Hypertension – more commonly known as high blood pressure (BP) – is acknowledged as the ‘silent killer’ because it’s just that. Despite there being no indications or symptoms of ill health, this invisible illness can potentially, if left unchecked, lead to serious heart disease, stroke and even death. With relatively few people making the connection between raised BP and the devastating consequences of the illness – awareness levels need urgent attention to curb the exponential growth of the disease in South Africa. A BP test is the only way to find out if BP levels are elevated – a non-invasive and really quick measure that will immediately determine if levels are unacceptably high – and in May, South Africans can get free BP testing thanks to a collaborative campaign, May Measurement Month, being orchestrated by the International Society of Hypertension (ISH), the Southern African Hypertension Society (SAHS), Servier, National Department of Health (DOH), Dis-Chem, Novartis, OMRON and MSD. [FIND A TESTING SITE HERE: http://bit.ly/bptest2019]
Recognising the importance of halting the progression of the disease, May Measurement Month is a public service health campaign that aims to considerably bolster awareness of the importance of having blood pressure routinely checked. More than that, it will focus on mobilising South Africans to go for free BP screening during May; tests that will be run by the SAHS.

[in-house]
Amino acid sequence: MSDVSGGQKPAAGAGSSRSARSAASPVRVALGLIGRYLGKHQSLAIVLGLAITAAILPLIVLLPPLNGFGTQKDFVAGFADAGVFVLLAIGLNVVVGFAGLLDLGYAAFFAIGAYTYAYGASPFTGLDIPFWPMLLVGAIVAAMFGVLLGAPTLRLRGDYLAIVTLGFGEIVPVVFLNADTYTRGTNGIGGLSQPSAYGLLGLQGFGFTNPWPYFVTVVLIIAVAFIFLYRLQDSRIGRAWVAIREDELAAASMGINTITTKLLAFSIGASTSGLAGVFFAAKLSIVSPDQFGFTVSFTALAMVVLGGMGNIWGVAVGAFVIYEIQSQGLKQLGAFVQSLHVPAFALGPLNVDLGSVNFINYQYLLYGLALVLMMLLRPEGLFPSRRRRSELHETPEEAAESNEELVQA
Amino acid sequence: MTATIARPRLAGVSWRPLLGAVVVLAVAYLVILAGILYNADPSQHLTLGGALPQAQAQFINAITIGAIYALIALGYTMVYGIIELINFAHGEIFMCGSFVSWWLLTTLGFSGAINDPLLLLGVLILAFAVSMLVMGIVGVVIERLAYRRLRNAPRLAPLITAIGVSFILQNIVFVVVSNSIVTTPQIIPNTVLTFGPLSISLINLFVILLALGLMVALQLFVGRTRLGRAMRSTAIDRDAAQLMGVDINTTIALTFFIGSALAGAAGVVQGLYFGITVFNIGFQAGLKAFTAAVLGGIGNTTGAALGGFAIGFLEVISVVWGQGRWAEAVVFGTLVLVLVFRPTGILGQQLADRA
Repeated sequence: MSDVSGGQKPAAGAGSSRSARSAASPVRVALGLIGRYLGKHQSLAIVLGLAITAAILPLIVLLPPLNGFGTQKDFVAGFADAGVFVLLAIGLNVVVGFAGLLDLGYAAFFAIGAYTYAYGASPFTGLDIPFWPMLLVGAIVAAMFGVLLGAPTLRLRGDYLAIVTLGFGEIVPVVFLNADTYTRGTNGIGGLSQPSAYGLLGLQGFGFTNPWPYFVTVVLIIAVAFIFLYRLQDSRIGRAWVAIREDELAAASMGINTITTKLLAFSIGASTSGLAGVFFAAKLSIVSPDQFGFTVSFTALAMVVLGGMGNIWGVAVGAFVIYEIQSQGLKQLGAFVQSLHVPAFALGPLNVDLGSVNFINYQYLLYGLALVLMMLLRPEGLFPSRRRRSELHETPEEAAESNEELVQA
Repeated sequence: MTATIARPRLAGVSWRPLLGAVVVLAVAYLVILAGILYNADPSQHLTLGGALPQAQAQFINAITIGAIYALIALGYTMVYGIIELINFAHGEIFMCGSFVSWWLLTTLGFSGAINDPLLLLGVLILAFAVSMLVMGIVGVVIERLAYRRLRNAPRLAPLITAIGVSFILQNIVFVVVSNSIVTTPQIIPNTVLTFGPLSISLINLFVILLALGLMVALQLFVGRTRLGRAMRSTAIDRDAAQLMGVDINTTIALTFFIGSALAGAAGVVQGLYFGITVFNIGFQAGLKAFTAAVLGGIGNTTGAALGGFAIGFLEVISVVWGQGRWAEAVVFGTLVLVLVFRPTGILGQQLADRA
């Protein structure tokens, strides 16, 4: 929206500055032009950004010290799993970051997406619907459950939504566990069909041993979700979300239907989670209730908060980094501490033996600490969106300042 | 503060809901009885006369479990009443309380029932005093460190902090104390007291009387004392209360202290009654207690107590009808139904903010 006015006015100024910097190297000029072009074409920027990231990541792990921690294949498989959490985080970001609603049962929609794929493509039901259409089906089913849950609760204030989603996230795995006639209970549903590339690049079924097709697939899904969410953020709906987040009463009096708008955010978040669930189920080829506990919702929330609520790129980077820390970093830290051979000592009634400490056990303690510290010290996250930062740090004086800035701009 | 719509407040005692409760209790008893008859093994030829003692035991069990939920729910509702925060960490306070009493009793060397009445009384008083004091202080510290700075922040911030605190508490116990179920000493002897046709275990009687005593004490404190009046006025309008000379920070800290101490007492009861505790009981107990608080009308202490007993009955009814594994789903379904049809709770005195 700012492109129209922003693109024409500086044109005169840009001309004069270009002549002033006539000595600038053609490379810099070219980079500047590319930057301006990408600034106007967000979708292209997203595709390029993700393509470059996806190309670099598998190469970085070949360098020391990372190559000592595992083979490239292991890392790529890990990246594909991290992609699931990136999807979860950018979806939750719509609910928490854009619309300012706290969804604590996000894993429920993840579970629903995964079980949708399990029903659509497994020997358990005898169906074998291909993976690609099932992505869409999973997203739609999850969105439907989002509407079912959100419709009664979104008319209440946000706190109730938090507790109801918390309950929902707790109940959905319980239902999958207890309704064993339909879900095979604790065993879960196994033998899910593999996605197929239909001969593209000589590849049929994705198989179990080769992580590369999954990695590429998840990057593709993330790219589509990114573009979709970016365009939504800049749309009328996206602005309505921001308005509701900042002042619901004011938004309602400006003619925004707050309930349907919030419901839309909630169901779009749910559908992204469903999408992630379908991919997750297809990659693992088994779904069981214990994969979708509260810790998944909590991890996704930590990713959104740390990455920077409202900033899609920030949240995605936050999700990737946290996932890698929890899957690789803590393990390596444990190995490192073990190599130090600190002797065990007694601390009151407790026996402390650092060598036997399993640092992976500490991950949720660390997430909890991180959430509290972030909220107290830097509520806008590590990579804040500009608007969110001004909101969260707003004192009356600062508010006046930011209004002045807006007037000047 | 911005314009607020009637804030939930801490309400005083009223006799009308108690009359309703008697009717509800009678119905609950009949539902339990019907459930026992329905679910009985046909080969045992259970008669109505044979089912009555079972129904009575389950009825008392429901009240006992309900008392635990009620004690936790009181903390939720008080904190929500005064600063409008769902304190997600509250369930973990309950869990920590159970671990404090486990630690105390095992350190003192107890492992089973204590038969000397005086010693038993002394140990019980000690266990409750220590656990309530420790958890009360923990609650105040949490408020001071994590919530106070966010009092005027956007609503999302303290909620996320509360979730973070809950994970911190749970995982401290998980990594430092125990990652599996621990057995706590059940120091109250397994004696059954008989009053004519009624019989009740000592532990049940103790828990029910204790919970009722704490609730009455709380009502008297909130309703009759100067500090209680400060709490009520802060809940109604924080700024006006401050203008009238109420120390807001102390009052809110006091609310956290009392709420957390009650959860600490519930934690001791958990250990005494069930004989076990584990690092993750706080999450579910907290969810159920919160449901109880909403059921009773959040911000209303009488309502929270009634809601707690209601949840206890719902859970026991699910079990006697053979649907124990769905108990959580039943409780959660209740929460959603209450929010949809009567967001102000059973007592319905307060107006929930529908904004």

The frightening truth of the hypertension disease burden is the number of people with raised BP is on an upward trajectory, particularly in low and middle-income countries in Africa, with no signs of slowing down. Globally, adults with raised BP grew from 594-million to 1.13-billion between 1975 and 20153a. Of great concern is that over these four decades research has shown that the highest worldwide BP levels shifted from high-income countries to low-income, developing countries, and by 2015, sub-Saharan Africa joined central and Eastern Europe and south Asia as the regions with the highest global BP levels3b.